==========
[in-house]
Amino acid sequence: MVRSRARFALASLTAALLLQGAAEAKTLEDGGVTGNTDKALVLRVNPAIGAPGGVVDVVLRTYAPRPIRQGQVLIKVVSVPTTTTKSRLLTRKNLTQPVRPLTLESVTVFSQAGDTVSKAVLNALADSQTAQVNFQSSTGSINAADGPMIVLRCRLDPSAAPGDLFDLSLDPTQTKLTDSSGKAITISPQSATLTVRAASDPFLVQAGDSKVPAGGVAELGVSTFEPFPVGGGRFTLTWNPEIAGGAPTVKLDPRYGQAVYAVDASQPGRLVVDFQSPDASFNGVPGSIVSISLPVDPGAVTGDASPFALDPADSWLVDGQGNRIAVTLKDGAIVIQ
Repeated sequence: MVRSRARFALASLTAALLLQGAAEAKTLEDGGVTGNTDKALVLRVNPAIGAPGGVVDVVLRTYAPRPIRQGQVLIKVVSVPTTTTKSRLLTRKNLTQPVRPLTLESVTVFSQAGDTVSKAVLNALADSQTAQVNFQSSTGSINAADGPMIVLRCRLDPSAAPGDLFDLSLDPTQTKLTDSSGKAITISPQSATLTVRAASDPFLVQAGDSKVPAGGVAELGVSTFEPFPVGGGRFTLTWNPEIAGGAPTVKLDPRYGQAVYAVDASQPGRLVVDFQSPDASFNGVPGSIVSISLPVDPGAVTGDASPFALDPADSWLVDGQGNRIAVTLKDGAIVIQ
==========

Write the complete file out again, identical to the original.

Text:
[in-house]
Amino acid sequence: MVRSRARFALASLTAALLLQGAAEAKTLEDGGVTGNTDKALVLRVNPAIGAPGGVVDVVLRTYAPRPIRQGQVLIKVVSVPTTTTKSRLLTRKNLTQPVRPLTLESVTVFSQAGDTVSKAVLNALADSQTAQVNFQSSTGSINAADGPMIVLRCRLDPSAAPGDLFDLSLDPTQTKLTDSSGKAITISPQSATLTVRAASDPFLVQAGDSKVPAGGVAELGVSTFEPFPVGGGRFTLTWNPEIAGGAPTVKLDPRYGQAVYAVDASQPGRLVVDFQSPDASFNGVPGSIVSISLPVDPGAVTGDASPFALDPADSWLVDGQGNRIAVTLKDGAIVIQ
Repeated sequence: MVRSRARFALASLTAALLLQGAAEAKTLEDGGVTGNTDKALVLRVNPAIGAPGGVVDVVLRTYAPRPIRQGQVLIKVVSVPTTTTKSRLLTRKNLTQPVRPLTLESVTVFSQAGDTVSKAVLNALADSQTAQVNFQSSTGSINAADGPMIVLRCRLDPSAAPGDLFDLSLDPTQTKLTDSSGKAITISPQSATLTVRAASDPFLVQAGDSKVPAGGVAELGVSTFEPFPVGGGRFTLTWNPEIAGGAPTVKLDPRYGQAVYAVDASQPGRLVVDFQSPDASFNGVPGSIVSISLPVDPGAVTGDASPFALDPADSWLVDGQGNRIAVTLKDGAIVIQ